10. Rebecca says:

    I find it so unspeakably sad that such a peaceful, kind and welcoming priest is being torn down in this manner. How hateful. How UN-Christ-like. Fr Steve is a shining example of living for others. Putting the needs of others above himself. Serving the underserved, the forgotten, the sick, the “unlove-able”. His leadership of our parish should be an example to those wondering about a vocation. Rather than building a community of hate and isolation, Fr Steve is building a community of love. Exactly as Christ taught.

    • Debbie says:

      Well said Rebecca. Fr. Steve lives his life in the true manner of Jesus. I have known this man for many years and he has been nothing but kind, compassionate and inclusive to all. He is a man who is loved by many in Foxboro…..not just Catholics. Fr. Steve is open and welcoming to all. I guess the Dominican Sister’s forgot to teach me that God only loves “some people”! My God loves and embraces all people just as Fr. Steve does.
      It saddens me that whomever has an issue with him 1. would resort to blogging about it. 2. not have the courage to sign their own name. 3. would try to disgrace the most wonderful Pastor St. Mary’s has ever had.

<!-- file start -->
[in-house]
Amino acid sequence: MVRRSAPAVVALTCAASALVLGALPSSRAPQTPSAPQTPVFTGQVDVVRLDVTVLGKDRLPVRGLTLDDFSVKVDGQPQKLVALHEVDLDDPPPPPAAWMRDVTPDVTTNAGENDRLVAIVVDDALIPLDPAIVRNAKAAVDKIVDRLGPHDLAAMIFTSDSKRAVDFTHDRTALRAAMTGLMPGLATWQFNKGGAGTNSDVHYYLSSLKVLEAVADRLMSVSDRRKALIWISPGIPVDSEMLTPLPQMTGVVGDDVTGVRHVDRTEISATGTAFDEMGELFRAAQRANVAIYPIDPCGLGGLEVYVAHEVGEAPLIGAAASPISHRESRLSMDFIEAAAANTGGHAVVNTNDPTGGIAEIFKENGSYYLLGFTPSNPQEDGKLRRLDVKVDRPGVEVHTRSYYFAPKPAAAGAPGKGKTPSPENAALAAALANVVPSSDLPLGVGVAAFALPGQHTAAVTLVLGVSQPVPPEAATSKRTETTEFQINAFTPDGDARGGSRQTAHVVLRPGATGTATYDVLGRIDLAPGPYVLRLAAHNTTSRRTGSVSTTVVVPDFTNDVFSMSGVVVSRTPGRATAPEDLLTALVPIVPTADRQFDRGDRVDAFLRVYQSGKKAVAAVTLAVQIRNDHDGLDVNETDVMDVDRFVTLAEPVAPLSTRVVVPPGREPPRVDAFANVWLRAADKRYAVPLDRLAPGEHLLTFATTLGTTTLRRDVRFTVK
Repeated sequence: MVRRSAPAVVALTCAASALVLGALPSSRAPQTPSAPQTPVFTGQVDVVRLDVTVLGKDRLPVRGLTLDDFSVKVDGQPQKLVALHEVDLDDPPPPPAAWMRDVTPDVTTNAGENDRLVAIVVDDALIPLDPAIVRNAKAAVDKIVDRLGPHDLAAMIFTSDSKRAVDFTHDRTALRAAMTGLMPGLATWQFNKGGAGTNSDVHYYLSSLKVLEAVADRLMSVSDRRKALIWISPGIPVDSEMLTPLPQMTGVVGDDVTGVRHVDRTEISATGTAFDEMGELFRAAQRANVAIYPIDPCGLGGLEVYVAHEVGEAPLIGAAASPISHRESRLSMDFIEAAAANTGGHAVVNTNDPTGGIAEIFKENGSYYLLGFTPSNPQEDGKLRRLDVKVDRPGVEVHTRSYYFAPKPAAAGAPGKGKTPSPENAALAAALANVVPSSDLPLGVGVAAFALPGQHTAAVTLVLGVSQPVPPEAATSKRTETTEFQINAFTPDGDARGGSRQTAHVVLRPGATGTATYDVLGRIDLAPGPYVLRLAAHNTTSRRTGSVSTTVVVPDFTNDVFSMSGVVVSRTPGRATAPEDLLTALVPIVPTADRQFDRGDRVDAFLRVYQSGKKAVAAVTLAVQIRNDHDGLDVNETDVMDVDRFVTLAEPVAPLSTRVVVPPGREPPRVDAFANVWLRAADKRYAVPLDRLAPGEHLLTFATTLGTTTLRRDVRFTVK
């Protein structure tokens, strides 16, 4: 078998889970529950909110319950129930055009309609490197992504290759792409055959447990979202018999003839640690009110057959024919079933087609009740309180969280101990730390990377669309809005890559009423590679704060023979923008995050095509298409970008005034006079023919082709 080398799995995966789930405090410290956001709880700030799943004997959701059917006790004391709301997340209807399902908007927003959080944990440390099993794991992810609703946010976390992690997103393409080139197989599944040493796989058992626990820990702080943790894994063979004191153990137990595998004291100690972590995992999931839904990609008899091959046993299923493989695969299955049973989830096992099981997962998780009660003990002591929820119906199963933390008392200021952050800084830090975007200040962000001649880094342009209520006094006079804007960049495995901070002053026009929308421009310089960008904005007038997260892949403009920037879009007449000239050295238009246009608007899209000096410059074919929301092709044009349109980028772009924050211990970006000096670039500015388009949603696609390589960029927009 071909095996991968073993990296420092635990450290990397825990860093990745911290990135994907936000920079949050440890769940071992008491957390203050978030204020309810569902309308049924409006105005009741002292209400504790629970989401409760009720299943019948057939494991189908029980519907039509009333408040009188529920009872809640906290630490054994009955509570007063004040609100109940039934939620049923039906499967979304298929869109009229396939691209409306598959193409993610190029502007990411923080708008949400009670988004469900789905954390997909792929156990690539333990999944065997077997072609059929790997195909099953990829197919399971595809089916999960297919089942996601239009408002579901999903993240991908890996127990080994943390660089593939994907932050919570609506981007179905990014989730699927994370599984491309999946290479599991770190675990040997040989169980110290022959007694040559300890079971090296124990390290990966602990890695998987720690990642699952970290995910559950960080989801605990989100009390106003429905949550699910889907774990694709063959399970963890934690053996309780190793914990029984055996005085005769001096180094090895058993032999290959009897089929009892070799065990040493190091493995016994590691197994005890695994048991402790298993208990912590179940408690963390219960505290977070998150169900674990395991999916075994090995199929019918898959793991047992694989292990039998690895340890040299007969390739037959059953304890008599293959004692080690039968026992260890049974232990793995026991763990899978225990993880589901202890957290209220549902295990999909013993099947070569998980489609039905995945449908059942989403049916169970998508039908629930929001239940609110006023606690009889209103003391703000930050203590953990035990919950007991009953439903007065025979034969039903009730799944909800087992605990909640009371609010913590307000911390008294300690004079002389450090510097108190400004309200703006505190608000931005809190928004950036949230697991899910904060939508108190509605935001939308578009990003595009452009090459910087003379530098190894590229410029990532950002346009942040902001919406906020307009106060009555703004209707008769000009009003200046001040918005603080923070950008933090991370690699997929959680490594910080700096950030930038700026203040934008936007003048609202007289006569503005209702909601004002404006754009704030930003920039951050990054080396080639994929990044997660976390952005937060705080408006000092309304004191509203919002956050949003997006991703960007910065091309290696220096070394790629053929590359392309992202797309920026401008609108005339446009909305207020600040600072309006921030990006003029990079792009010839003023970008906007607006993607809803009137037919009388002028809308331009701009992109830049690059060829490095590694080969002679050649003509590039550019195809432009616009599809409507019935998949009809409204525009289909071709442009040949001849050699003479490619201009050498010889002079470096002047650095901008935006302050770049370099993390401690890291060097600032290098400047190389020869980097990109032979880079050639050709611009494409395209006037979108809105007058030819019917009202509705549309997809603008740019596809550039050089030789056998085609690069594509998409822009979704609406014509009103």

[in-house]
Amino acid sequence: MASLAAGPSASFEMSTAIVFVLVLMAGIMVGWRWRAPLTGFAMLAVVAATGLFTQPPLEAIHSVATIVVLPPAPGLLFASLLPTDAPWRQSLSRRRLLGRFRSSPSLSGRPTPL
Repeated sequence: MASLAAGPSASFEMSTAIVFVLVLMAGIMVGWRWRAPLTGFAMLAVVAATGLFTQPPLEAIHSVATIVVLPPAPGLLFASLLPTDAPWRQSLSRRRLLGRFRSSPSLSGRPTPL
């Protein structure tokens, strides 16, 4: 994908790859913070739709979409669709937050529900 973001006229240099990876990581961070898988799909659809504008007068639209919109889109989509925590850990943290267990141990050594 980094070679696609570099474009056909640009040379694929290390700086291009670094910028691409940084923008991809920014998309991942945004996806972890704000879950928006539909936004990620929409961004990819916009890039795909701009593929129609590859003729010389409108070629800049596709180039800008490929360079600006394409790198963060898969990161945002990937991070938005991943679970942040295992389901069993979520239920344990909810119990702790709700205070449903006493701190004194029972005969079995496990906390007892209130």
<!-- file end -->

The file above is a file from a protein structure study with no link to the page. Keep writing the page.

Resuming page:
I will pray for all of you who are so small minded or feel horrified by fact you might have to pray next to a homosexual/gay person. Trust me it isn’t catchy! I am sure Fr. Steve has the support of most of the parish and they have his back just like he has theirs. God Bless you Fr, Steve you lead by example. Thank you.

  11. I attended the vigil last night and I am a faithful parish member to St. Mary’s. It deeply saddens me to read this comments condemning the work that Father Steve and Deacon Paul have done.

    I’m confused on how people were commenting on what was being said at this vigil even before the vigil actually took place. These comments were then based on assumptions, and not on truth. So incase you need clarity, I want to explain what happened last night.

    The vigil last night consisted of a series of prayers for forgiveness, understanding, and the love of all people. Our community came together to pray for peace in our world despite all that has been in the news recently. Father Steve read passages from the bible on the love and forgiveness of Jesus. He quoted prayers, verbatim, by Pope Francis calling for us to love one another, forgive our enemies, and take action towards creating a peaceful world. People spoke of situations in their lives in which they experienced oppression and adversity and how God helped them to have the strength to carry on. We sang songs of peace (with a beautiful rendition of “Let there be peace on earth” I might add). We simply prayed for peace and love. We sat together, in a church, as a community, and prayed for peace and love. If anyone has an issue with that, then I pray that you seek guidance and council so YOU can have a better understanding of the fundamental teachings of the Catholic Church.